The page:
Monday, November 2, 2009

Come on Baby Light My Fire

A thrilling title for a not so thrilling subject. (groan)

Remember junior and senior high science classes?  I always dreaded the chapters on heat and electricity.  I thought when I got out of high school I'd be through having to study about these two "horrid" subjects.  Oh, no.  They popped up in college - several times.  Now, as a home owner these subjects never go away.

Electricity.  What would we do with out it?  Sure, we CAN, but who really wants to? 

Heat.   This is what heats my mom's house:

Pellet Stove
(pic source:  Quadra Fire)
(I love the English language.  It is a stove that burns pellets.  It is not made of pellets.  lol)

They look kind of like miniature Presto Logs

This pellet stove gives off a wonderful warm heat like a wood fire, but it is controlled by a thermostat.  The stove turns on and off  like a furnace, so there are drafts.  It takes electricity to light the stove, control the thermostat, turn the auger, and run the fans.

The stove has to be fed the pellets.  One needs a large dry place to store the pellets, and they have to be hauled into the house.  The bags are heavy, and it takes about a bag a day to warm the house.  The stove has to be cleaned often - similar to a fireplace.  In other words, a pellet stove is pretty "high maintenance".  The advantage of pellets over wood is that they are fairly clean to store.  Also, there are no splinters, chopping, bugs, dirt.

UpdateAunt Amelia had some good questions.  Before my step-dad got too sick, he brought in the pellets as needed.  Then, Mom did, by the small bucket-full.  (My step-dad didn't want anyone to help - dementia.)  When my step-dad passed away, my brother would bring in a bag of pellets, but Mom still had to carry them from the back porch through the house to the stove.  Then I actually had a brilliant idea.  Doesn't happen often.  lol   My brother dug one of these out of the shed (only ours isn't so bright and shiny):

The wash boiler sits right next to the stove and holds two bags of pellets.  Mom didn't have to haul pellets anymore.  All she had to do is use a scoop to fill the hopper.

So far my husband has been packing in the bags and filling the boiler.  Bless him.  If I have to, I can go to the shed and get them by the bucket full.  I can lift a bag, but I'd rather not.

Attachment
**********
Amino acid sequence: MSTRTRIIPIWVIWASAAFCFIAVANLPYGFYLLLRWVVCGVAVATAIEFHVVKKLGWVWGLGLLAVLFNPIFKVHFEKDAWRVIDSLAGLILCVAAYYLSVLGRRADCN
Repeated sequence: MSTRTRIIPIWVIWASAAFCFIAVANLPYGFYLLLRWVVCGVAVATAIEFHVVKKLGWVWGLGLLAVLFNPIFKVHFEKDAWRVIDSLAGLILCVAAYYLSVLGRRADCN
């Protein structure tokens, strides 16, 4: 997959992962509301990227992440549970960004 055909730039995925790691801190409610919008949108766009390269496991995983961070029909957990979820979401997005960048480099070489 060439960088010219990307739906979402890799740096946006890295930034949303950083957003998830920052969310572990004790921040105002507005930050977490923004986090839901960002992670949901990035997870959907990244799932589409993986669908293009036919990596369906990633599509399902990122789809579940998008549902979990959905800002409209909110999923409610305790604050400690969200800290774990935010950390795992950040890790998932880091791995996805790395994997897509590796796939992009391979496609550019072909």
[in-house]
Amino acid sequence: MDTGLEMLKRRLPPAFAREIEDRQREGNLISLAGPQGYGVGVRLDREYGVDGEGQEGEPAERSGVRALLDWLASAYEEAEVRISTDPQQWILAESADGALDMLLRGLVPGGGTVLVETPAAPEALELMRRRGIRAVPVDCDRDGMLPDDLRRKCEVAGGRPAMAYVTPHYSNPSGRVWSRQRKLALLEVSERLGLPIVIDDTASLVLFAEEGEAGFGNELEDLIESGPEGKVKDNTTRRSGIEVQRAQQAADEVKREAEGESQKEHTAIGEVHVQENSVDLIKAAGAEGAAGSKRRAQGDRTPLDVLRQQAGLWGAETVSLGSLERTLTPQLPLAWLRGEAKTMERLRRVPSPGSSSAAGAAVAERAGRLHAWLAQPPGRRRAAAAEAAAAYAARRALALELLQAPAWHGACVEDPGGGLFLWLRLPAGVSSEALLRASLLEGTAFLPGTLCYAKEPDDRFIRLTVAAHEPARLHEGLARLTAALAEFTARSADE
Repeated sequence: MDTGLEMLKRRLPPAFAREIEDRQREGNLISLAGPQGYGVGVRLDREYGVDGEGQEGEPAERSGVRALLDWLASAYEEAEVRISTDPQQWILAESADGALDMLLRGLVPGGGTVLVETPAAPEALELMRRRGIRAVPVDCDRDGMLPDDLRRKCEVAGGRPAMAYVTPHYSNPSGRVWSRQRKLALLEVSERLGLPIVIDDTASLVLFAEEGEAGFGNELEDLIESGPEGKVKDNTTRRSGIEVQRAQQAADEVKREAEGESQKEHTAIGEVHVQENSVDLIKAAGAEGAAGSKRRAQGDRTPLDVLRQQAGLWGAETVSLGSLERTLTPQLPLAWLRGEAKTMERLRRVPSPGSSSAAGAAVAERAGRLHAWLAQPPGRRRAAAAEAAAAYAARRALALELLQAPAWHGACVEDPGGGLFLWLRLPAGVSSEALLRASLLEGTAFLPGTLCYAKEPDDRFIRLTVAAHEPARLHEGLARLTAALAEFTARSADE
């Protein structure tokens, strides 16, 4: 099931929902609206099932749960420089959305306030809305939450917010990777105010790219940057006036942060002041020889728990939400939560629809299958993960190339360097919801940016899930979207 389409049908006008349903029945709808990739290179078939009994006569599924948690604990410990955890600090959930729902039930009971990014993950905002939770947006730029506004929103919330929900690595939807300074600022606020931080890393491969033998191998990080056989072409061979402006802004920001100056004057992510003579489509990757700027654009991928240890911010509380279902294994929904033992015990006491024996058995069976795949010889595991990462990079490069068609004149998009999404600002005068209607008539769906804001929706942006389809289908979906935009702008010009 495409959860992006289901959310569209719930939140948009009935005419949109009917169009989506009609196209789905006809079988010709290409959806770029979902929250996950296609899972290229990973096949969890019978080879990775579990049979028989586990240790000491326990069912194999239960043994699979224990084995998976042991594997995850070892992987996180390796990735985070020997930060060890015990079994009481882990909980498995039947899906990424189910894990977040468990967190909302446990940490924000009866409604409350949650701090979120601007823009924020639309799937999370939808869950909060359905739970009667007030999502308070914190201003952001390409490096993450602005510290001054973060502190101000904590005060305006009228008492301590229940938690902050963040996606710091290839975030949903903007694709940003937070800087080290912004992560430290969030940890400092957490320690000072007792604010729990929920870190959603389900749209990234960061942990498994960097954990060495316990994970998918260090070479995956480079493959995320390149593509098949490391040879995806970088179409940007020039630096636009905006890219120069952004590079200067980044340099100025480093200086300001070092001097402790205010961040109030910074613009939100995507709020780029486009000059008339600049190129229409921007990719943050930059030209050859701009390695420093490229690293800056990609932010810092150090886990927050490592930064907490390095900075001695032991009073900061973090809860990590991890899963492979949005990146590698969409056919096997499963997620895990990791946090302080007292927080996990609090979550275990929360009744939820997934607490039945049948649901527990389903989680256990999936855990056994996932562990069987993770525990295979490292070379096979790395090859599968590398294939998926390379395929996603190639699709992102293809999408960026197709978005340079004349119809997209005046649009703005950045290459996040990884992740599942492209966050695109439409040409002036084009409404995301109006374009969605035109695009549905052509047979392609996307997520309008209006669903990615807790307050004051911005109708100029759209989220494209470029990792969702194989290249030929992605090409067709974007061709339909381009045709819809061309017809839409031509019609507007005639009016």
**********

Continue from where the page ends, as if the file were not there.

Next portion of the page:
AND this:

 Wall heaters
(A heater that is installed in the wall.)

Baseboard heaters
(A heater that is installed instead of a baseboard.)
Only instead of pretty white ones, these are the old ugly tan ones.

My boring point is that all of these take electricity to work.  This area is notorious for the power going off.  The only thing in the whole house that is on a battery back up is the computer.  I don't think the computer will keep the pipes or inhabitants from freezing.

UPDATE 2:  In years past when the power went off, my step-dad would bring in the generator.  Mom couldn't do that, and I don't think I can, either.

On the bright side - at least there are heaters.  Some people aren't so lucky.

Now for your listening pleasure:
This is the short sweet version (about a 15 second commercial first, sorry).  The embedding is disabled on this.

Long live version - watch at your own risk:


Aunt Amelia's Attic said...

Now I know how a Pellet Stove works! And sad to say, it needs electricity. And is pretty high maintenance. Wondering how your mom managed all that...?

Wondering how long you will have to be managing all that? Especially lugging heavy pellet bags.

Adrienne said...

All the reasons you mentioned made us choose a wood stove over pellet.

And ---- we have the same old copper washer for our wood. Actually, we have two. One for wood, which is pretty awesome vintage shape, and a slightly less pretty one (with a LID which is hard to find), that holds our kindling.

This year I finally convinced my hubby to split all the wood and we stacked most of it in the barn instead of outside. He used to "split as we went" and it drove me crazy. In particular if I ran out when he was away and had to go out in the snow and split wood. Not nice!